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Old 02-08-2014, 09:16 PM   #1
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Suggestions for living in travel trailer

I"m thinking about purchasing a TT to living in for a few years. I've been look for a while but can't decide which brand would be the best and which one I could stay warm in the winter and afford too. $15,000-$20,000 range and 20-25ft. Nothing too big and no more than 1 slide. I hope to be able to save some money and also learn some of the ins and outs before retirement. Trying to avoid costly mistakes. Thanks for any suggestions. Probably hear this a lot.

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Old 02-08-2014, 11:40 PM   #2
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I don't know how many people will use this in addition to you but for just a couple a 20-25 footer would be nice. Larger is better to some people but then you need a larger tow vehicle and you have more issues with the overall length of the truck and trailer.
My wife and I have a Nash 22H trailer and we love it. It is one of the more popular designs available. It works well for our needs and has a ton of storage and the trailer is 4 season rated.
The one thing you do not want is a brand that trades flash for quality. Flash will fade quickly but quality will last. Look at Northwood Industries which makes Nash and Arctic Fox and maybe Airstream if you want to blow a lot of dough. It's fun to look!

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Old 02-09-2014, 01:41 AM   #3
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When you say "stay warm in the winter" in what type of climate do you plan to spend winters? That Nash sure looked a step above for longer use stays.

Were on our 2nd Aerolite trailer. We have camped where the overnight temps were in the low 20's or the highs in the mid 30's. But I would never expect to be able to live in it if it stayed below freezing for more than a few days. You have to start thinking about heated tanks, arctic packages, and higher "R" values in the walls. Some brands offer that.
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Old 02-09-2014, 06:44 AM   #4
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Like noted, where will you spend winter? Your price range will not get much into a 4-season trailer, so you need to be looking at used and look for an Arctic Fox. These are better built for freezing weather.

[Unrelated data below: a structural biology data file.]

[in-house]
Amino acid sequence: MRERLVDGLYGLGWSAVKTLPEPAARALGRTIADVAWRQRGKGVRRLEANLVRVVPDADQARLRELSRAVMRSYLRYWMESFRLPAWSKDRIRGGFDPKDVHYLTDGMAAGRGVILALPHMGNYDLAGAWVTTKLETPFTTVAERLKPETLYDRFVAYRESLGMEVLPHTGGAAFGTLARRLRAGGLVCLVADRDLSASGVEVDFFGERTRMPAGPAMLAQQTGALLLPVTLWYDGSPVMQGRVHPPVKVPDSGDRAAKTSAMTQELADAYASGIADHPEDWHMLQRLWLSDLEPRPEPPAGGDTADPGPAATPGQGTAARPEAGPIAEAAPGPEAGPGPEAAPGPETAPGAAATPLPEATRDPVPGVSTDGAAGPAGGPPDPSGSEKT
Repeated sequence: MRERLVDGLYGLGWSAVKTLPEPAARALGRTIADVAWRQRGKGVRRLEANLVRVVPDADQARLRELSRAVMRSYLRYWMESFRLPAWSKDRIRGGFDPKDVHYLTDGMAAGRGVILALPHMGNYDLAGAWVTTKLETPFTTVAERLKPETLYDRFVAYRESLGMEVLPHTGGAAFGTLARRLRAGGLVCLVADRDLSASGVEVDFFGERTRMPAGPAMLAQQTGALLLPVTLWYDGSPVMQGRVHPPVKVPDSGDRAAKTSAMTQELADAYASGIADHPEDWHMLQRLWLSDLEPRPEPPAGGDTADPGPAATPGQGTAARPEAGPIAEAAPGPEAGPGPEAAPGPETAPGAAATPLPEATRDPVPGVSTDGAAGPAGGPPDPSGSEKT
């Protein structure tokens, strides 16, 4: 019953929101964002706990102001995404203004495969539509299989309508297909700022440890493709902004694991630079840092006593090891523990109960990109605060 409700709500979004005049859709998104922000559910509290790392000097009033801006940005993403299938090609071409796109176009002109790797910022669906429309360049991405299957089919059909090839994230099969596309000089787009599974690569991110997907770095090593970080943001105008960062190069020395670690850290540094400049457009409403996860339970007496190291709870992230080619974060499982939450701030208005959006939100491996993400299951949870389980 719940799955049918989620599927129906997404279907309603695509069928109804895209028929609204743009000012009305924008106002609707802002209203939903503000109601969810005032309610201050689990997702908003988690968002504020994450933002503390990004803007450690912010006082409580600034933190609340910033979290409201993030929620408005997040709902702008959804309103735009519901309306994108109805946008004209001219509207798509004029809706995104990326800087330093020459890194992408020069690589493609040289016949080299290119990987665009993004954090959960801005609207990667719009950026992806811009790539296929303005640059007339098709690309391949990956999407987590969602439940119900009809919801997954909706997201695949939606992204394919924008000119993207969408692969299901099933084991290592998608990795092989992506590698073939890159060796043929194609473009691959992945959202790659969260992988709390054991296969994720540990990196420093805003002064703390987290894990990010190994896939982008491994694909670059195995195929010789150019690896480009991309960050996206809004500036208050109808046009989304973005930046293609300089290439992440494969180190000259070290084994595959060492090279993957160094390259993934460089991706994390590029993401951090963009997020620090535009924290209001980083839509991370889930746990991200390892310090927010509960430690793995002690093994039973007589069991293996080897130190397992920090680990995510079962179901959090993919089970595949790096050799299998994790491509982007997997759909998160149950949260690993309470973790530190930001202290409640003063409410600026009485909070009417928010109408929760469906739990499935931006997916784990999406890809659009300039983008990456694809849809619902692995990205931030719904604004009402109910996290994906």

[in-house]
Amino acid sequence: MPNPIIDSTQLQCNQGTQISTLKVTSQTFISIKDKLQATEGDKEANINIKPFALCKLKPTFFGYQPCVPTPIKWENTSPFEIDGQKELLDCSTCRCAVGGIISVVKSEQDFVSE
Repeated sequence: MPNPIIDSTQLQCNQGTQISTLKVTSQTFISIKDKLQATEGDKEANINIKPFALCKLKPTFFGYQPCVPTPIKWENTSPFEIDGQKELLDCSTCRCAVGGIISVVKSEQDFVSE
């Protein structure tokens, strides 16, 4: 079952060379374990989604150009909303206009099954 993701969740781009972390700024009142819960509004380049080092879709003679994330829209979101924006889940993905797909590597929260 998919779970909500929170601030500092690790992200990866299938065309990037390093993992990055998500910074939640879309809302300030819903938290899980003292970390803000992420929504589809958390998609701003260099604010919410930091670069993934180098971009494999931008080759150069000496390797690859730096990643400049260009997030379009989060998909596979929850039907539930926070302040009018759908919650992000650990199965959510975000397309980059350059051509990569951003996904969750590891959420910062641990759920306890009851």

Long term winter living can really be rough in an RV that is not designed for the conditions.

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Old 02-09-2014, 08:00 AM   #5
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Our holiday travels took us to West Texas this past December. We experienced multiple nights below freezing (a few nights in the teens) and some days just above freezing. Just a note, I have a sealed underbelly but it is not winter ready (but the dealer said if we run the furnace then the pipes/tanks will not freeze)

The single pane windows had icicles' running down them on the outside from the condensation--Dual pane windows would fix this (ie, 4 season rig). no issues but you have to manage the interior moisture by venting the air periodically.

Fresh water: we filled the fresh water tank and disconnected the hose to prevent it from freezing. (We got stuck one time when the hose bib froze and we had no water) A heated water hose would fix this but you would have to protect the hose bib as well. No issues if you prepare.

Black tank: No issues

Gray tank: this valve is exposed and froze. I could not open it. Since were leaving, we used a blow dryer on it for 15 min (it was 15 deg that morning). Not too big a deal but I wasn't expecting it.

The furnace did run although we kept the temp in the high 60's. We use a portable electric oil filled radiator-style heater ($30 at walmart) and our rig was very comfortable even back in the bunkhouse. Similar to this Sears.com

That said if you have either sealed underbelly or heated tanks you should be ok, but you HAVE to keep that stuff running if you are in the rig or not. Or you could just dry camp...
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Old 02-10-2014, 12:27 PM   #6
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Another vote for Arctic Fox even if you have to buy used. For year round living, you want top grade construction, insulation and a unit that will hold up over time. The majority of TTs on the market are not designed for that type of use.
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Old 02-10-2014, 05:31 PM   #7
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One of the Northwood products like Artic Fox or Nash are best. I think , but am not certain, that Lance might make a 4 season TT. I have none of the above units, this is just what I have heard.
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Old 02-10-2014, 05:46 PM   #8
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Be careful of what they mean by "four season". This designation does not always mean built or designed for "full time" living. It typically means that it can be "used" in any season and may have simple freeze protection for tanks and if lucky this includes dump valves and plumbing. This does not mean a four season trailer is insulated well for retention of heat and cooling. Many of these trailers are difficult to heat and cool and will have condensation issues and ice on the inside of the windows in the winter. This was my experience with a four season trailer in the past. Turns out all it had was 12volt heating pads on the tanks! Good luck

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